Jacob was writing shit, piss, and damn on slips of paper and leaving them all over the house in an attempt to get me busted for swearing–a trail of profane breadcrumbs sprinkled in our mother’s jewelry box and by the instant coffee and inside my clothes hamper. This was after I took a dirty magazine from him and told him if he tried to retrieve it from my closet I’d whack him with a tennis racket. So, his revenge scheme was to frame me, and when I tossed these slips of paper on his bed he called me a faggot, so I turned his TV off and stood in front of it so the remote wouldn’t work when he tried to turn it back on.
I wasn’t going to take being called a faggot by my 9-year-old brother. It was bad enough I heard it so often at school I’d begun to answer to it. Faggot Gladden, at your service.
I left Jacob’s room and walked to the foyer to check for dark figures in the driveway. It was almost 5 o’clock, and my mother was going to be home late because she stopped every night after work to make dinner for our grandmother before bringing us fast food in oily paper bags and collapsing on the couch without even kicking off her flats or changing out of her pantyhose.
My brother and I were home alone, and soon an 8th grader named Chuck, who was so big people called him “Chuck Wagon,” would appear at my front door and toss me around as easily as a wet newspaper until I was just that—pulp. Someone in my homeroom told Chuck Wagon that I said he was illiterate and a jackass, which sounded like something I would say.
I did say. I said it.
People were gossiping that Chuck Wagon touched my best friend Becky Porterfield’s tits, and I said that Chuck Wagon was illiterate and a jackass, not to counter a false claim, but as a supplemental statement of fact. I might have tried to defend Becky (with words; I use words), except that she told me herself that she took her top off behind the sports equipment shed and let Chuck jiggle her boobs with his enormous hands.
I didn’t know why I said what I said. I said a lot of things I shouldn’t have, mostly because the things I really needed to say would have gotten me killed. When Becky said, “And then he touched my nipple,” what I wanted to ask was whether it felt good, but instead I told her she was going to end up pregnant before high school. And then later I said what I said about Chuck, in front of my entire homeroom, and someone told him, and I received a note in my locker before last period that informed me he was going to stop by my house that evening and knock out a few of my teeth.
Becky had taken up with Chuck Wagon two weeks earlier, and the physical aspect of their relationship seemed to escalate by the hour. When she told me stories about how rough a kisser he was, I did my best to seem passively interested, but the truth was my imagination replaced her lips with mine in every story, and the more dirt she gave me, the more developed my pretend romance became. As much as I disapproved of Becky’s slide into wantonness, I was more eager to know what wantonness felt like and what it felt like to be wanted.
Chuck Wagon’s knock was so loud the door rattled in the frame, as if it was nervous. Through the three small diagonal windows in door I could see three angry pieces of my classmate: a pulsing temple as he tried to peer inside, a shoulder like a bowling ball, and a hand that rolled open and closed as he waited.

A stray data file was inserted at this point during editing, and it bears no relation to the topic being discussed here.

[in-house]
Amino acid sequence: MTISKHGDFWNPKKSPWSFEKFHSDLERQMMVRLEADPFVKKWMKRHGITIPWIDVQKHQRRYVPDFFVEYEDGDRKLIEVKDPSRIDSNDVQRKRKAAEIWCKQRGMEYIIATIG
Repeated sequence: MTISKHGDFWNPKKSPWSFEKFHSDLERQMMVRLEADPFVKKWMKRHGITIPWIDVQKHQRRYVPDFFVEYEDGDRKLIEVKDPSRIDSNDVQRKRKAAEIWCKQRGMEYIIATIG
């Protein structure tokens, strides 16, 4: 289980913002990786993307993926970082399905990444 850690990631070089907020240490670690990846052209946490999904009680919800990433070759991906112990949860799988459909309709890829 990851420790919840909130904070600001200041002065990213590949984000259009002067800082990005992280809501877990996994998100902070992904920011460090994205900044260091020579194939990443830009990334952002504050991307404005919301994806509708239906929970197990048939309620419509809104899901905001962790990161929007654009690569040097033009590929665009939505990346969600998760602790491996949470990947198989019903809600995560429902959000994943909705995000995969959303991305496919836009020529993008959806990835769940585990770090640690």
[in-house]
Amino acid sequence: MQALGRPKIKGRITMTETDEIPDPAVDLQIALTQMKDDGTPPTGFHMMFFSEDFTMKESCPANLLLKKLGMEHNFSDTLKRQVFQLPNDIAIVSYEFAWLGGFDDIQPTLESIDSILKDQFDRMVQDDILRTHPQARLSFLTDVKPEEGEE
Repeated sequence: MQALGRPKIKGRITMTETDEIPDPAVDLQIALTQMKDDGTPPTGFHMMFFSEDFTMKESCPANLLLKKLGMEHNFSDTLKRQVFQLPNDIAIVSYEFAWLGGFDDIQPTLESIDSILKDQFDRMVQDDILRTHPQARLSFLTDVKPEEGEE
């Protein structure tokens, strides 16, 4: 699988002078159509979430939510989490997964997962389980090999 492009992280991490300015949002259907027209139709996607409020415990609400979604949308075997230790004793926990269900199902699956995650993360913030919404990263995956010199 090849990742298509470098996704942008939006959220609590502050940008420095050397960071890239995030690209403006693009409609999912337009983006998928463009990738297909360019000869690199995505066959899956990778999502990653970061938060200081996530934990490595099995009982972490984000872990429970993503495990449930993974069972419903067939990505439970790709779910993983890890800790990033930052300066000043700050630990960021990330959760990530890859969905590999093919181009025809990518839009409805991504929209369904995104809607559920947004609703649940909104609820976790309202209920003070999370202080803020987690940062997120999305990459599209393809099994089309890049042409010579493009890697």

“This is stupid!” I shouted through the three-inch slab of wood.
“I’m here because you haven’t learned when to shut up calling things stupid, or haven’t you figured that out?”
“Look, I’m sorry. I didn’t mean it that way. It was a joke.”
“Just open the door, Gladden,” he said, “And talk to me in the yard.”
So, I opened the door, and in my bare feet I stepped out onto cold planks, and then down the steps. “I didn’t mean what I said,” I told him, and he looked at me like he would just as soon use my face to clean the dirt off his shoes as accept my apology, and I began to cry, because a feeling welled up in me worse than the feeling of approaching violence. It felt like Chuck was breaking up with me.
He grabbed my shirt. I felt it come untucked as he yanked me forward and slung me to the ground. I landed on my tailbone and turned over and began to crawl, expecting him at any moment to plant his foot squarely on my back and flatten me.
Instead, I heard the creak of hinges and turned my head to see Jacob sliding an aluminum bat between Chuck’s legs and swinging it upward with all his might. Jacob screamed the way kids do when they don’t have enough focus to make words, and as Chuck put his hands over his crotch and moaned, Jacob swung the bat around again and connected with Chuck’s knee.
I stood and ran to Jacob, and I grabbed his bat in one hand and placed the other against his back, and we ran inside. Through our front room window I saw a stunned Chuck take three lumbering steps toward me, then stop. I imagined how small I must have looked to him, backlit by a floor lamp, behind glass. I don’t know how long he stared at me or how long he stared back, but eventually I was staring at the back of him, and then he was gone.
I could hear the slack-mouthed whisper of Jacob’s breath behind me. There was dirt on my hands, and the collar of my shirt was stretched and crooked. I had stopped crying but could still feel the burn in the corners of my eyes, where I imagined moisture might still be sitting, and as Jacob looked up at me I could think of little else except the way I looked to him then–vulnerable, puny. I drew back my hand and belted him close-fisted across the cheek.
The bat fell from Jacob’s hand and rattled to the floor, then rolled into a corner. Jacob lay near it, his knees at odd angles, and he said nothing, not even “faggot.”
As I walked away I heard him stand, then heard his bedroom door slam shut. I picked up another slip of swears where Jacob had planted it near my mother’s copy of Soap Opera Digest.
Then I set it down again.